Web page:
In September 2011, waves of protests against mounting socioeconomic injustice broke out across the United States, capturing the attention of the country. The Occupy Wall Street movement, inspired by similar protests around the globe, used the occupation of public space and mass demonstrations to call attention to a wide array of shared concerns. The movement also used public assemblies to debate concerns and promote direct democratic participation. Within weeks of their emergence, the protests dramatically expanded and deepened U.S. political discourse around the widening gap between rich and poor, bank bailouts and impunity for financial crimes, and the role of money in politics.
The response of U.S. authorities to the protests also received significant attention. Images of police using pepper spray on seated students, the arrests of thousands of peaceful protesters across the country, midnight raids on encampments, baton-swinging officers, marches accompanied by phalanxes of riot police, and officers obstructing and arresting journalists were beamed around the world.
This is the first in a series of reports examining the responses of U.S. authorities to the Occupy protests. Through an eight-month-long study of the response in New York City, together with comparative data collected from cities across the United States, this report highlights major policy concerns and serious violations of the rights of protesters. Further detailed studies will be published in the coming months on the response of authorities in Boston, Charlotte, Oakland, and San Francisco. Government responses to Occupy Wall Street in the United States have varied significantly, both within and across cities. Indeed, there have been examples of good practice, including through welcoming assemblies, using modern democratic policing styles that promote negotiation to facilitate protests, and enforcing strict controls on any use of police force. But across the United States, abusive and unlawful protest regulation and policing practices have been and continue to be alarmingly evident. This report follows a review of thousands of news reports and hundreds of hours of video, extensive firsthand observation, and detailed witness interviews. In New York City, some of the worst practices documented include:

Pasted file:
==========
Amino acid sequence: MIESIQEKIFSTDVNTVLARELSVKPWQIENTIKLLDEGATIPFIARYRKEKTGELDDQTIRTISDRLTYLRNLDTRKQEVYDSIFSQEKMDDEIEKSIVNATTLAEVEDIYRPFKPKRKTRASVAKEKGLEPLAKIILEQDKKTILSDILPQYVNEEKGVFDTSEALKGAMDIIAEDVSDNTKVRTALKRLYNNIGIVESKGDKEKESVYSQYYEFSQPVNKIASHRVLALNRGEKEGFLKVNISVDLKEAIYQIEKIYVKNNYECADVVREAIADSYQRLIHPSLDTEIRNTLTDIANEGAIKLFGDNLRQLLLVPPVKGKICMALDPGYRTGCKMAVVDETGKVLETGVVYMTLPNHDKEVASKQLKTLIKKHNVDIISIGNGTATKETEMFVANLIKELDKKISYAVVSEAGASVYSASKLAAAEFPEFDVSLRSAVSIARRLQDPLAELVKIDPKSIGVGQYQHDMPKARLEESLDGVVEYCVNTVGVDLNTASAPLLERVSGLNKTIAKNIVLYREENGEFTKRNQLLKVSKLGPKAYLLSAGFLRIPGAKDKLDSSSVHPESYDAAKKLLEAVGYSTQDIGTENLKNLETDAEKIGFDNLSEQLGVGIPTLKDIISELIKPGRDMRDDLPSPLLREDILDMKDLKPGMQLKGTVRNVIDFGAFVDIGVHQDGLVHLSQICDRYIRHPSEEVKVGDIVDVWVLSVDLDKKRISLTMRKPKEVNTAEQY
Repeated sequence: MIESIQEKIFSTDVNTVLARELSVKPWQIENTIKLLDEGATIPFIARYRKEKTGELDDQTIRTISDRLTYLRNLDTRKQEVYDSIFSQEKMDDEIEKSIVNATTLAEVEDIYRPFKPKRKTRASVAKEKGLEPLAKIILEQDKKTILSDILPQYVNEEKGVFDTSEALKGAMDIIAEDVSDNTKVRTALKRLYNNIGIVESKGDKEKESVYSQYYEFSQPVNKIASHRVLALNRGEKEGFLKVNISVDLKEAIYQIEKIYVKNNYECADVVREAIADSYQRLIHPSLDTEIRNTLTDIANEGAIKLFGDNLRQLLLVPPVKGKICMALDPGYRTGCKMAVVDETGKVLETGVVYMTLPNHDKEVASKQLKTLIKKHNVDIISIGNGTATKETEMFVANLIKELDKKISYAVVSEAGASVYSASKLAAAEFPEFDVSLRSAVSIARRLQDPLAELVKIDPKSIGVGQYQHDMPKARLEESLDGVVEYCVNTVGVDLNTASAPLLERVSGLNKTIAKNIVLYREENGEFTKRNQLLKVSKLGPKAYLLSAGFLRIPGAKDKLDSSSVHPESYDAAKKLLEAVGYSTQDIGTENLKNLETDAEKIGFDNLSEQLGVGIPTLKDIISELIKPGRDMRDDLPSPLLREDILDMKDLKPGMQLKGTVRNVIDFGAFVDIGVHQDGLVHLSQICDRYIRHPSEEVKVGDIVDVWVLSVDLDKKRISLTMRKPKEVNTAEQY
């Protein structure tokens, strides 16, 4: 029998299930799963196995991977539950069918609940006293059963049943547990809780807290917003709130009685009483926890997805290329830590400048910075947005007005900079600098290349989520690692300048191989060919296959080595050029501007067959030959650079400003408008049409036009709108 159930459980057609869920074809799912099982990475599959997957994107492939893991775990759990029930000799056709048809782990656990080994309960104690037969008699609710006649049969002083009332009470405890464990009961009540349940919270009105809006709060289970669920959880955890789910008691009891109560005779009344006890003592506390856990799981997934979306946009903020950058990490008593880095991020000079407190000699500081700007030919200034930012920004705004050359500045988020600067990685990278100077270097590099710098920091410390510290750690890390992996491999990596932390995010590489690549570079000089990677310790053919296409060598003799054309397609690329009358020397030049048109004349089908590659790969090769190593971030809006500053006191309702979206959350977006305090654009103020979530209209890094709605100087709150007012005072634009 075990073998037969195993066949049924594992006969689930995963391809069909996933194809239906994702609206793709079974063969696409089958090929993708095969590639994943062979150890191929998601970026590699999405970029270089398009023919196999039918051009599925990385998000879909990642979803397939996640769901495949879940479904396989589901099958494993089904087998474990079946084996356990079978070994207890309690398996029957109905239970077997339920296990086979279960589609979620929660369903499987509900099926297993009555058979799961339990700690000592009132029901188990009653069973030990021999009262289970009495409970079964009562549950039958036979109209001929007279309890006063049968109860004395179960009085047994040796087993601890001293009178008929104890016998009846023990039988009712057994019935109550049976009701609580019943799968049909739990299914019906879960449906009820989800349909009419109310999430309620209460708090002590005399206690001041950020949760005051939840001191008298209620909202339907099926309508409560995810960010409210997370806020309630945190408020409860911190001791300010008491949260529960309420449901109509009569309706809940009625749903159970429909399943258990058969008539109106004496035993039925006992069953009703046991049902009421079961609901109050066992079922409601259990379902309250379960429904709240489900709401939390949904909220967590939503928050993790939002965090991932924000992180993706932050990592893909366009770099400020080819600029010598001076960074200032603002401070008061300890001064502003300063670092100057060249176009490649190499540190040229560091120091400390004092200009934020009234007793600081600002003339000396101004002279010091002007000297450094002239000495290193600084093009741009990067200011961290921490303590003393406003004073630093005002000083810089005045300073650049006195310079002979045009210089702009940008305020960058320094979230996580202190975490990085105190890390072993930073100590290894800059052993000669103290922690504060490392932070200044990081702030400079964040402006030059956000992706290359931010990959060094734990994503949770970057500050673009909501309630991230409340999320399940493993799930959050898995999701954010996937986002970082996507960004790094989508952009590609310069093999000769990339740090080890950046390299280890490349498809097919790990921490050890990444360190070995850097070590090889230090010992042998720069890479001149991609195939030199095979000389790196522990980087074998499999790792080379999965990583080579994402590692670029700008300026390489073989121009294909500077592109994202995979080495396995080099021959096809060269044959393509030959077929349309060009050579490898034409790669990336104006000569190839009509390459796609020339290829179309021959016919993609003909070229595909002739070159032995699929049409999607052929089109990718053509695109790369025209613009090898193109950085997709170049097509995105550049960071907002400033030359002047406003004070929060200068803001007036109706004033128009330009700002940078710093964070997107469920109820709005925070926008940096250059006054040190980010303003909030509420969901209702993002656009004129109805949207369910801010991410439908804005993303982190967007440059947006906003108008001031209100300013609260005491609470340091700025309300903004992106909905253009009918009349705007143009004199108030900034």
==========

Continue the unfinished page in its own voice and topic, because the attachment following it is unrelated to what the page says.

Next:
• Aggressive, unnecessary and excessive police force against peaceful protesters, bystanders, legal observers, and journalists
• Obstruction of press freedoms and independent legal monitoring
• Pervasive surveillance of peaceful political activity
• Violent late-night raids on peaceful encampments
• Unjustified closure of public space, dispersal of peaceful assemblies, and kettling (corralling and trapping) of protesters
• Arbitrary and selective rule enforcement and baseless arrests
• Failures to ensure transparency about applicable government policies
• Failures to ensure accountability for those allegedly responsible for abuses
These practices violate assembly and expression rights and breach the U.S. government’s international legal obligations to respect those rights. In New York City, protest policing concerns are extensive and exist against a backdrop of disproportionate and well-documented abusive policing practices in poor and minority communities outside of the protest context.
Governments—including U.S. federal, state, and local authorities—are obliged by international law to uphold the rights of individuals to peacefully assemble and to seek to reform their governments. The freedoms of assembly and expression are essential pillars for democratic participation, the exchange and development of grievances and reforms, and securing positive social change. This report provides extensive analysis of the U.S. government’s international legal obligations with respect to protests. The abusive practices documented in this report violate international law and suppress and chill protest rights, not only by undermining individual liberty, but also by causing both minor and serious physical injuries, inhibiting collective debate and the capacity to effectively press for social and economic change, and making people afraid to attend otherwise peaceful assemblies.